February 24, 2020
We know that, week in and week out, the percent of overall applications for ARMs runs about 5 percent. And much of that is from banks and credit unions. But Orion knows that our brokers are keeping up on developments with adjustable rate mortgages since they impact previous ARM borrowers and future clients.
First, some background. The credibility of LIBOR (London Interbank Offered Rate) was undermined slightly by a price-fixing scandal a few years ago, and LIBOR will probably not be published after 2021. Millions of businesses and individuals have their borrowing costs tied to LIBOR (plus some spread, aka margin). In the U.S., the belief is that the new benchmark rate will be SOFR (Secured Overnight Financing Rate).
There are many technical differences between the two rates, but LIBOR and SOFR are highly correlated. Both benchmarks usually move in tandem with the effective fed funds rate, determined largely by the monetary policy stance of the Federal Reserve.
The sensitivity of SOFR versus LIBOR has some worried. However, the FOMC is expected to be on hold through 2020, with forecasts for real GDP growth and consumer price inflation likely not strong enough to induce Fed tightening. As a result, SOFR should remain largely unchanged over the next year or two at its current level of roughly 1.60 percent, easing apprehension over the transition, a good thing for Orion and our broker clients.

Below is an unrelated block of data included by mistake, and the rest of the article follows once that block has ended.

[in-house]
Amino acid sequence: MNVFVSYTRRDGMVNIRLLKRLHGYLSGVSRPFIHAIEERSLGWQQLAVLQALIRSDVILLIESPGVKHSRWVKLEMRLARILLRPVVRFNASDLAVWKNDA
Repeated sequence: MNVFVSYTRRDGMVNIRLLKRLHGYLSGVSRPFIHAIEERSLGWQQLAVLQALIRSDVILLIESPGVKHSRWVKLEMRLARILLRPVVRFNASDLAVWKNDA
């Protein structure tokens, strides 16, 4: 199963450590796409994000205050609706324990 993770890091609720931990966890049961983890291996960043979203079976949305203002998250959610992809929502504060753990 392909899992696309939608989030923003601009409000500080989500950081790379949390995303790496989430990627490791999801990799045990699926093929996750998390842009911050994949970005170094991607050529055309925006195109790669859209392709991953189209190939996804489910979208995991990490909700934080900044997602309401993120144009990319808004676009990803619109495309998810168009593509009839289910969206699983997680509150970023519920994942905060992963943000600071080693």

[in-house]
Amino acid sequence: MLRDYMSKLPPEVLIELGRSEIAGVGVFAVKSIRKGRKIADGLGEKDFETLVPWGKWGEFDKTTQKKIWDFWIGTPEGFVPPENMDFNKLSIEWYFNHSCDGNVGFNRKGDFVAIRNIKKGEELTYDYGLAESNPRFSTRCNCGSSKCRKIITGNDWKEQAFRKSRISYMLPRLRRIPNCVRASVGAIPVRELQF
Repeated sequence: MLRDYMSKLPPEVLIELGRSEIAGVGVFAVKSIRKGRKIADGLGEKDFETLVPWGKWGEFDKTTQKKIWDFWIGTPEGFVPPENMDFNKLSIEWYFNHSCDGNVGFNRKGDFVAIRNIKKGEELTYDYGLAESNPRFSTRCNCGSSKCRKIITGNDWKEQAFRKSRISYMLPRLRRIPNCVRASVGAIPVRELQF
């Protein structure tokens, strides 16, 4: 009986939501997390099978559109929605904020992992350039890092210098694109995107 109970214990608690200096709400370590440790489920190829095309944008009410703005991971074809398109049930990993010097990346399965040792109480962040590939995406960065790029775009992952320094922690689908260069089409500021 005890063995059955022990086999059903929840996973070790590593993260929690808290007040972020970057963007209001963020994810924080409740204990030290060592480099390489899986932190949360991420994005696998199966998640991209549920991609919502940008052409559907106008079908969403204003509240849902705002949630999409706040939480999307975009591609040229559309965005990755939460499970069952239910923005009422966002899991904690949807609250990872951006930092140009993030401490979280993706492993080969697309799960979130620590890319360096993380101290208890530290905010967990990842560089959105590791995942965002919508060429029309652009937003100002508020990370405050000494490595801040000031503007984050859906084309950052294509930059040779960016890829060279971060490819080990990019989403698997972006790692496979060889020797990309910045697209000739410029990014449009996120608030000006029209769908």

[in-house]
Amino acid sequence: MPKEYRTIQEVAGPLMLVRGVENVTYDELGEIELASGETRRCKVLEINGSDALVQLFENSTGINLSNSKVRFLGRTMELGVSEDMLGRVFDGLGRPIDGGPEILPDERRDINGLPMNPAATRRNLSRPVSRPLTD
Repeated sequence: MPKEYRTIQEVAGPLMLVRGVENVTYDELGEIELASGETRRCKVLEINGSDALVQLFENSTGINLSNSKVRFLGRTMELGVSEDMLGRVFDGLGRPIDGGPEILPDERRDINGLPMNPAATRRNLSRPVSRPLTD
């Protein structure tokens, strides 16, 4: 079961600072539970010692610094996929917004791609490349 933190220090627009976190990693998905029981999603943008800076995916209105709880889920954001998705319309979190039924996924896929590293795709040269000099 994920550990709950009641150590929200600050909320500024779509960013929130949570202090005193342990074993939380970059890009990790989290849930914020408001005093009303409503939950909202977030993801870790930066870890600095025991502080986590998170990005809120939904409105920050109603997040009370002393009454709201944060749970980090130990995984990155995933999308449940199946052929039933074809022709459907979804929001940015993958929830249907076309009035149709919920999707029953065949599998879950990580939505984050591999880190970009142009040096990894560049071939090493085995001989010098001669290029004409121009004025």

One proposed solution to the potential problem of more borrowing costs as a result of the volatility with SOFR rates is to have households and businesses borrow at a term SOFR rate that is determined in arrears. Although SOFR can be volatile on a daily basis, its one-month moving average tends to be more or less as smooth as 1-month LIBOR. So, a one-month SOFR rate would be the moving average of the daily SOFR rate over the past month. It is not a perfect relationship, and it is important to bear in mind that a one-month moving average of SOFR is inherently backward-looking, whereas 1-month LIBOR is an inherently forward-looking rate. But consumers should not worry the transition is going to have a material impact on their borrowing costs.
This year Fannie and Freddie will begin accepting mortgages backed by the secured overnight financing rate, or SOFR. And after Freddie and Fannie map this out, Orion and others will establish their policies. The FHFA issued a news release that highlighted certain changes affecting single-family and multifamily ARM products. Companies servicing mortgages are also watching these developments. Most existing ARM loans have notes that contain verbiage regarding an index change, and legal staffs are reviewing those as well.